Rapid processing

From:"J. A. Kiernan" <jkiernan@uwo.ca>

Some recent (and older) Histonet communications have been
about artifacts in sections of paraffin-embedded tissue that
has been moved from fixative to wax in much less than the
usual time. It is assumed (probably correctly) that short
times in alcohols and xylene result in incomplete removal
of water and/or incomplete removal of alcohol, with the
consequence that melted wax cannot penetrate into those
parts of the specimen that still contain some alcohol or
alcohol-water mixture. 

Xylene does not mix with alcohol that contains more than
about 2% water. There must be a similar maximum concentration
of alcohol in xylene, for miscibility with melted paraffin.
(Does anyone know the percentage?) Melted wax can completely 
infiltrate only the parts of a specimen that are soaked in a
paraffin-miscible solvent such as almost 100% xylene, and 
definitely no water. (There are some tightly bound water
molecules that cannot be removed by any solvents from the
macromolecular framework of a tissue. These do not impede
penetration of an embedding medium such as paraffin,
and can be ignored.) To get good paraffin sections you must
dehydrate completely, and then completely remove the dehydrating 
solvent if it is not miscible with melted wax.

Some dehydrating solvents are miscible with water and wax. If
you use one of these there's no need for a clearing agent such 
as xylene. The easiest ones to use are tetrahydrofuran and
dioxane, but these are aliphatic ethers that can react with
oxygen (very slowly) to form explosive peroxides. There's not
much risk if you keep them in the lab for only a few years, 
but safety officers don't like these solvents. Tertiary butyl
alcohol has no such risks, but it's more expensive and it
annoyingly freezes at about 25C or 80F, and it's usually
necessary to provide some external warmth. It's often used
for plant specimens.

When it comes to rapid processing into paraffin, the fastest
and most economical method is chemical (reactive) dehydration
with catalyzed 2,2-dimethoxypropane (DMP), which takes only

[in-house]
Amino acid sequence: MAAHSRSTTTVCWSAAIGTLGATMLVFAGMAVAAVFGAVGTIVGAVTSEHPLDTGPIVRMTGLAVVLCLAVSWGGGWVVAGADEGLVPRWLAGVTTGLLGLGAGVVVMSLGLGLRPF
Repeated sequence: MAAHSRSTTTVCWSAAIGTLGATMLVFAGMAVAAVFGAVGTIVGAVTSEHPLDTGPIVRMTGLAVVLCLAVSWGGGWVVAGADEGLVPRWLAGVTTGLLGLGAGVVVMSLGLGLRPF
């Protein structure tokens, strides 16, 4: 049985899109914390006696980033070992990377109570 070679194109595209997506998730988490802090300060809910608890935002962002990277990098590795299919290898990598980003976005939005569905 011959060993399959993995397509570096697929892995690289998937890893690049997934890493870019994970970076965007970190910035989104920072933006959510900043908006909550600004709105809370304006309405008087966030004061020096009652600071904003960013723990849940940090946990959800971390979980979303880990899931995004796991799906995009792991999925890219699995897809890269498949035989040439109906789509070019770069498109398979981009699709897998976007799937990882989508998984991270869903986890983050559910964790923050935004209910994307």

minutes for tiny specimens (half an hour is adequate for a 
2 mm cube, and 10 X the volume of the specimen is sufficient: 
0.5 ml is more than enough for a 2 mm cube). DMP dehydration 
is a single step, at the end of which the specimen is 
equilibrated with DMP that now contains about 10% of acetone 
and methanol (products of the chemical reaction with water). 
These liquids all mix easily with clearing agents such as xylene. 
A 2 mm cube is cleared adequately in two half-hour changes of 
xylene with occasional agitation.

Chemical dehydration with acid-catalyzed DMP has been in the
literature for nearly 30 years, and it's surprising that it 
isn't much more widely used. Its introduction to histotechnology
came by way of scanning electron microscopy and botanical
microtechnique, For many years it was thought that only
small objects could be chemically dehydrated. This is true
if you're in a hurry, but objects as large as 2 cm cubes of
muscle are completely penetrated and dehydrated overnight,
even without agitation, which speeds everthing up considerably.
I'm quoting from a paper by Kevin Conway and me, in Biotechnic
& Histochemistry 74 (1) 20-28 (1998), in which we showed that 
for pieces of meat of various sizes chemical dehydration was 
less expensive than using ethanol and other commonly used 

As a one-step procedure, chemical dehydration may not be loved
by companies that sell versatile machines to dehydrate specimens 
by passing them through changes of alcohols and xylene that are 
used repeatedly until they are exhausted. A machine schedule
for DMP processing would need only 4 or 5 stations before
the melted wax: (1) Fixative, (2) Water, (3) Catalyzed DMP, 
(4) Xylene, (5 - for large specimens only) 2nd xylene. With
ingenuity it could be made even more economical.

Research workers, especially in poorly funded disciplines,
have been cashing in on chemical dehydration for more than
20 years. It's been a real money-saver for tiny specimens
for all that time,  We now know that it can save money
(at the expense of a few hours of time) even for quite big
lumps of tissue.
John A. Kiernan
Department of Anatomy & Cell Biology
The University of Western Ontario
London,  Canada   N6A 5C1

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